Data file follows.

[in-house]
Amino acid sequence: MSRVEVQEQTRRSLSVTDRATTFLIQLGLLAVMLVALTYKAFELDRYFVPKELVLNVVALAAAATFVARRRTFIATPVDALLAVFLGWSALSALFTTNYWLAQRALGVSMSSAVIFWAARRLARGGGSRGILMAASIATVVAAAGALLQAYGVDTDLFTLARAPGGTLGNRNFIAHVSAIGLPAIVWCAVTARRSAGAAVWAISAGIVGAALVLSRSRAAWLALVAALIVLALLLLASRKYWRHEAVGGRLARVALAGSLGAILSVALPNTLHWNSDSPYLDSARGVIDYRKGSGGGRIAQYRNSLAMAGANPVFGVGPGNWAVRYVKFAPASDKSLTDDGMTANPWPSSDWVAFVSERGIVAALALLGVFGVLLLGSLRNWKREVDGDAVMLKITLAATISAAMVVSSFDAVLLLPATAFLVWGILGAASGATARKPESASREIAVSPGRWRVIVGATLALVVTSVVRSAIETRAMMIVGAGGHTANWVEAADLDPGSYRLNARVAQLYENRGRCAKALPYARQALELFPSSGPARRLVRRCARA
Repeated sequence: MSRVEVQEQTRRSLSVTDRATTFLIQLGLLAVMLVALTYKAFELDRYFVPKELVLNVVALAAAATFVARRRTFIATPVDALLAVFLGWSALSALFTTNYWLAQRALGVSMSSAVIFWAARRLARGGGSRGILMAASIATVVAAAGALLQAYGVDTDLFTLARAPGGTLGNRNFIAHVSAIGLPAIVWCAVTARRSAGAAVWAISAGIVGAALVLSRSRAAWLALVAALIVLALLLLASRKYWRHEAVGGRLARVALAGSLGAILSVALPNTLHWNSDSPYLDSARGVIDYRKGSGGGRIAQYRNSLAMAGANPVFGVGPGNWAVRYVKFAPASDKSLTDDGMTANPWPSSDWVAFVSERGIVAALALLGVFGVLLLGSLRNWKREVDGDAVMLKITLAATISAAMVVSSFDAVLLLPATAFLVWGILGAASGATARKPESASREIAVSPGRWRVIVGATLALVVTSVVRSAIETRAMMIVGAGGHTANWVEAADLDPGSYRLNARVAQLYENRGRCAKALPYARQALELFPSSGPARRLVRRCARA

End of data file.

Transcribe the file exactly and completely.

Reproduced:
[in-house]
Amino acid sequence: MSRVEVQEQTRRSLSVTDRATTFLIQLGLLAVMLVALTYKAFELDRYFVPKELVLNVVALAAAATFVARRRTFIATPVDALLAVFLGWSALSALFTTNYWLAQRALGVSMSSAVIFWAARRLARGGGSRGILMAASIATVVAAAGALLQAYGVDTDLFTLARAPGGTLGNRNFIAHVSAIGLPAIVWCAVTARRSAGAAVWAISAGIVGAALVLSRSRAAWLALVAALIVLALLLLASRKYWRHEAVGGRLARVALAGSLGAILSVALPNTLHWNSDSPYLDSARGVIDYRKGSGGGRIAQYRNSLAMAGANPVFGVGPGNWAVRYVKFAPASDKSLTDDGMTANPWPSSDWVAFVSERGIVAALALLGVFGVLLLGSLRNWKREVDGDAVMLKITLAATISAAMVVSSFDAVLLLPATAFLVWGILGAASGATARKPESASREIAVSPGRWRVIVGATLALVVTSVVRSAIETRAMMIVGAGGHTANWVEAADLDPGSYRLNARVAQLYENRGRCAKALPYARQALELFPSSGPARRLVRRCARA
Repeated sequence: MSRVEVQEQTRRSLSVTDRATTFLIQLGLLAVMLVALTYKAFELDRYFVPKELVLNVVALAAAATFVARRRTFIATPVDALLAVFLGWSALSALFTTNYWLAQRALGVSMSSAVIFWAARRLARGGGSRGILMAASIATVVAAAGALLQAYGVDTDLFTLARAPGGTLGNRNFIAHVSAIGLPAIVWCAVTARRSAGAAVWAISAGIVGAALVLSRSRAAWLALVAALIVLALLLLASRKYWRHEAVGGRLARVALAGSLGAILSVALPNTLHWNSDSPYLDSARGVIDYRKGSGGGRIAQYRNSLAMAGANPVFGVGPGNWAVRYVKFAPASDKSLTDDGMTANPWPSSDWVAFVSERGIVAALALLGVFGVLLLGSLRNWKREVDGDAVMLKITLAATISAAMVVSSFDAVLLLPATAFLVWGILGAASGATARKPESASREIAVSPGRWRVIVGATLALVVTSVVRSAIETRAMMIVGAGGHTANWVEAADLDPGSYRLNARVAQLYENRGRCAKALPYARQALELFPSSGPARRLVRRCARA